I’d never been to Papua New Guinea. I had assumed it was all lush, green rainforest jungle, but Tony, during our flight, had corrected my false assumption. Port Moresby and its close surrounds were part of the red savannah, not dissimilar to the landscape of Normanton. The city was dusty, old and fairly ramshackle in spots. I’d never seen so much barbed wire and security bars as I did in Port Moresby. Every building, home, store was not without some form of barricade material. We all commented we couldn’t live under those conditions, being so used to the freedoms of living in Australia. I guess we do take so much for granted and at times need our eyes opened to the world outside. Leaving the city limits, we drove a few miles out further into the countryside. Tony hadn’t lied. On either side of the roads we covered, were the New Guinea Nationals, walking. Dotted along the roads, were high-set flimsy shacks. The lower sections of the houses with their pristine dirt floors housed the cooking and eating area. The dirt floors are continuously swept with hand-made brooms, to the point they appear to be highly polished. Strangely, those flimsy shacks were extremely clean and tidy, much tidier than some areas of Port Moresby, itself.

Arriving back at our hotel a while later, the four of us, three men and me, decided we’d go into the bar for a drink before showering and changing for the evening’s event that was to commence around 7pm. The bar wasn’t much bigger than mine on Hinchinbrook, but where I had only one bar person in attendance at my bar, the bar in “The Islander” Hotel, had six barmen, that I could see, working it, in the short time we were there!

We stayed only a couple of minutes. I looked around the room and the bar. I quickly realized the three men I was with were the only white men in the bar. I was the only white woman.

Quietly, I said to my companions, “I don’t feel very comfortable in here. I’m going back to my room and if anyone wants to join me for a drink there or maybe in one of your rooms, please feel free.”

Everyone nodded in agreement and we retired to someone’s room…I can’t remember whose now, where we shared a couple of cold beers before going our separate ways, with plans to meet up a little while later at the special dinner that was being held in honour of us traveling, tourism troubadours.

The fun was about to commence!

To Be Continued.....


  1. Hi Lee,
    I didn't know anything about Papua New Guinea so I am looking forward to learning more about it.

  2. Hi there jmb...I'm not sure I know much about it either, to be honest with you...but I will relate the tale of my short time there. :)

  3. Anonymous1:50 AM

    I love traveling the world through my computer. It's cheaper and you provide lots of details. Thanks.

  4. Nice to have you along on the trip, Steve. :)

  5. Sounds a bit scary, Lee. I remember all the trouble in PNG in the mid 80s and it hasn't really settled down. It still flares up every so often.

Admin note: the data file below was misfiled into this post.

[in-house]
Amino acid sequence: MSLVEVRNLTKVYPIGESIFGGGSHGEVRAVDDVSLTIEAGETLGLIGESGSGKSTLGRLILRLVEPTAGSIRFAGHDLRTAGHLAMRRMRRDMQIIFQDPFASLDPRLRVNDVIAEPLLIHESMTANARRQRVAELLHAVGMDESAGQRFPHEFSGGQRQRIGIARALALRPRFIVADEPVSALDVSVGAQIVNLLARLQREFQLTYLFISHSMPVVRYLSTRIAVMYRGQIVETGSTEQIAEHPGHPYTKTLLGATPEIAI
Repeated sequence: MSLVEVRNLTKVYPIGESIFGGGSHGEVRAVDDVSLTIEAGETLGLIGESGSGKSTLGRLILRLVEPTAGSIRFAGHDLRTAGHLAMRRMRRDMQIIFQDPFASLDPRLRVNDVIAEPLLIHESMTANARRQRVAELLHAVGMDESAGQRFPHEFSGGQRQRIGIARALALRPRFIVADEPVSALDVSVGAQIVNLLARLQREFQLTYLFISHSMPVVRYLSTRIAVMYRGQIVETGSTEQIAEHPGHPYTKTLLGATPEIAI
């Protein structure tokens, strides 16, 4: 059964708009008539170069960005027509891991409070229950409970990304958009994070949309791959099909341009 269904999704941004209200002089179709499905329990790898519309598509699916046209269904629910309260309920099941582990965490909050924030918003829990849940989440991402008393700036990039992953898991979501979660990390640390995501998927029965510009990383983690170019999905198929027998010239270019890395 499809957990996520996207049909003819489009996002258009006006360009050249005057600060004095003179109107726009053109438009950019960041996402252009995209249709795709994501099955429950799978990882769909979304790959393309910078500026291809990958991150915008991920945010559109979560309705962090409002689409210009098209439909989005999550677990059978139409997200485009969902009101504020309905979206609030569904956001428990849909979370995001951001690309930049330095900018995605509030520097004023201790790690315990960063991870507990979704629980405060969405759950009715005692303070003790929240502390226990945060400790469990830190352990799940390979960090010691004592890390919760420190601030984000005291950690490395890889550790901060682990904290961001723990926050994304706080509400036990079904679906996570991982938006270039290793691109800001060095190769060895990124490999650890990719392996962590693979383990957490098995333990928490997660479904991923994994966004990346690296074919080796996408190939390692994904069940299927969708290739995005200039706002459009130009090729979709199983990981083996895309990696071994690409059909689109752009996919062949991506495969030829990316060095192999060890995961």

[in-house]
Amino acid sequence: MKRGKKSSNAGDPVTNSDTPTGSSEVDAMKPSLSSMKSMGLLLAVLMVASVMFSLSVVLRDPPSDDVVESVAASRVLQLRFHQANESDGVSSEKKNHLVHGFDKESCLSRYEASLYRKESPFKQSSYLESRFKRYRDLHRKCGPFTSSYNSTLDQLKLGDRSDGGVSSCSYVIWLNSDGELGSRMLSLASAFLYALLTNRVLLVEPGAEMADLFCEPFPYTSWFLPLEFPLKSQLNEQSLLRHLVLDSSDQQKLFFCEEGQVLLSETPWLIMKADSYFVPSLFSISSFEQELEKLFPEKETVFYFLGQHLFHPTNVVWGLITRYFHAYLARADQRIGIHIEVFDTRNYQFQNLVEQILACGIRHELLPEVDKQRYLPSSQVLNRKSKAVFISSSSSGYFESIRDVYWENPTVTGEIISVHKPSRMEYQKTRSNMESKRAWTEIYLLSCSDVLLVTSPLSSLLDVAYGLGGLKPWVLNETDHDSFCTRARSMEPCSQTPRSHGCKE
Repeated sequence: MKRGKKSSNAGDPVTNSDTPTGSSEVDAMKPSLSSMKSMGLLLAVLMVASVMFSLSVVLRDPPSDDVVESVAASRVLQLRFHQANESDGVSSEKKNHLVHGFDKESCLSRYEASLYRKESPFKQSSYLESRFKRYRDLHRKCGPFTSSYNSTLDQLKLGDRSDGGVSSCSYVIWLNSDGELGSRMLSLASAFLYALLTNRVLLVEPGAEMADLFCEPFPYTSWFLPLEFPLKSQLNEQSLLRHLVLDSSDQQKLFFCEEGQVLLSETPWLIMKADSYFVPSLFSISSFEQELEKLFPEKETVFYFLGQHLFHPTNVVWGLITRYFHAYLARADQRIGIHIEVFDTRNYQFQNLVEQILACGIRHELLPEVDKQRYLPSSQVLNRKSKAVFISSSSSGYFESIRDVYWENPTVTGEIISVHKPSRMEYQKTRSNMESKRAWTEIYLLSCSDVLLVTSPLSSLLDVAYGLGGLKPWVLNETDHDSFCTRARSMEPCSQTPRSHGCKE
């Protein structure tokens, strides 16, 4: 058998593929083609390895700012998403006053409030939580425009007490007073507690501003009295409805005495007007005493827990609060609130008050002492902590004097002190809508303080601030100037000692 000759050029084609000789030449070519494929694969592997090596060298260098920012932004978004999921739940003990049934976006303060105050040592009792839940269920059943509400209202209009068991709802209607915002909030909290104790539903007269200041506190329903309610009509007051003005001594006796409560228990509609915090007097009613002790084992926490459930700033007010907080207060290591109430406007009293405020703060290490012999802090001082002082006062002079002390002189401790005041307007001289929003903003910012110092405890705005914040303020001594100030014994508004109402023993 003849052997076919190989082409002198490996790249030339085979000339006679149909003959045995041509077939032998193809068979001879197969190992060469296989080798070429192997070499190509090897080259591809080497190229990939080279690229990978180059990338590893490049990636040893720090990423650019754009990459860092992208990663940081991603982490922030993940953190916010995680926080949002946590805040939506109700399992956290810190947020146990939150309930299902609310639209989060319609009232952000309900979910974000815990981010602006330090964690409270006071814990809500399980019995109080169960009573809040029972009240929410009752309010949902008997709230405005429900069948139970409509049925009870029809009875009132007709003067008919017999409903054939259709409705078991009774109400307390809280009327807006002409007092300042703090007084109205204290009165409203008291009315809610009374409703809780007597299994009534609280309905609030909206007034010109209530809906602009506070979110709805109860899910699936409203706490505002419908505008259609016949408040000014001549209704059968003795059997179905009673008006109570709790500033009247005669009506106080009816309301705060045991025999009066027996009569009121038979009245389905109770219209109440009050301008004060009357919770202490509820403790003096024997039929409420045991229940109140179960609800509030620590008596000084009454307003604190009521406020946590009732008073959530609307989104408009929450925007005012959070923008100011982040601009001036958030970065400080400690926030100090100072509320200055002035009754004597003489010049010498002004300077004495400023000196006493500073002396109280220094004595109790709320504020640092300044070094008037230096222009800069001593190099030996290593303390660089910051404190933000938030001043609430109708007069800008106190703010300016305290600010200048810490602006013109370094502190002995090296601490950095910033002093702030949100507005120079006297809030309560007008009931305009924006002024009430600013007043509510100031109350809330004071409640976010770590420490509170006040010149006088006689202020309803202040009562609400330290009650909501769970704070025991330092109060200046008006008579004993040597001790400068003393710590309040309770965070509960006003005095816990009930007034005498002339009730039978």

Great story, though. Looking forward to the next installment.

  6. Hi Lee,

    It must have been quite a delight and surprise to be chosen as a tourist representative to go to New Guinea. I must say you were rather brave to take on such an assignment considering the unrest in the country even way back in 1985. I will follow the story with great interest. My eldest daughter, a few years ago, journeyed there on assignment for a particular finance consulting project and had to be escorted from her hotel with her colleagues, under armed guard, for fear of being accosted by “rascals.”

    The country has deteriorated beyond belief since independence.

  7. For some reason, New Guinea conjures up with me visions of a primitive jungle environment with people many of whom live much as they did hundreds if not thousands of years ago. Also, for some reason I think of head hunters and cannibals. Hope that's not where this story is going.

  8. Hi Robyn, Lindsay and Dave...glad I've captured your interest. :)

  9. deslily2:02 PM

    3 men and Lee huh? WEll.. the odds were certainly in your favor! lol

  10. Hi, Lee. great photos, as always. I especially like the last one. I'd have thought PNG was all lush countryside, too, so I am learning so much from you. I imagine it takes a lot to make you feel uncomfortable, so it must have been really strange for you in that bar!

  11. Damn! And I didn't take advantage of the situation, Deslily! Too late now! Story of my life! ;)

    My antennae is pretty sensitive, Welsh, and picks up on things fairly quickly. I could see no good reason to tempt fate when we all had stocked mini-bars and good-sized balconies off each of our rooms. I prefer "al fresco" anyway! ;)

  12. Masterful descriptions and storytelling once again my dear. Don't make us wait to long. I'm 56 now and you never know.

  13. poor old fella, Cliff! I'd give you mouth-to-mouth, but you're too far away! ;)

  14. Your descriptions of the place are very interesting, not what I would have expected at all. Looking forward for more tales of this trip.

  15. :)) Your description of New Guinea being lush,green,rainforest is kind of like what alot of people think about Texas. Cowboys,horses,tumbleweeds and dry land.
    Great story and looking forward to the next chapter.

  16. Hi there gto and Sandra....I'm in the midst of writing Chapter 3 at the moment...I probably won't get it posted until tomorrow, or later this afternoon or night at the earliest. Glad you're both enjoying it.

    I was surprised when I saw the landscape of Port Moresby...but of course, the other areas of Papua New Guinea are lush and dense tropical greenery.

  17. Hi Lee, this seems likely to be another "best seller" bring it on.

  18. Elizabeth8:19 PM

    Anyone heard from Neo lately? I have someone who wants her resume and tried to email her at work and the address came back as undeliverable. So if you hear from her, please let her know I'm trying to contact her. Thanks.

  19. No, I haven't heard from her or seen her in the blogs, Elizabeth. I hope she's okay...if I do hear from her I'll let her know you are looking for her.

    Peter...hi there. :) Hopefully by tomorrow..episode three will hit the streets! ;)

  20. Sounds like a very different world. Great descriptions.

  21. Hi and thanks, Corn Dog. :) It is a different world up there.

  22. Gidday Lee,
    I've learnt someting today, as like you I would of thought that Port Moresby would of been lush (hic...oops wrong sort of lush) and green. I must of been thinking of the highlands were I know it's usually lush and green.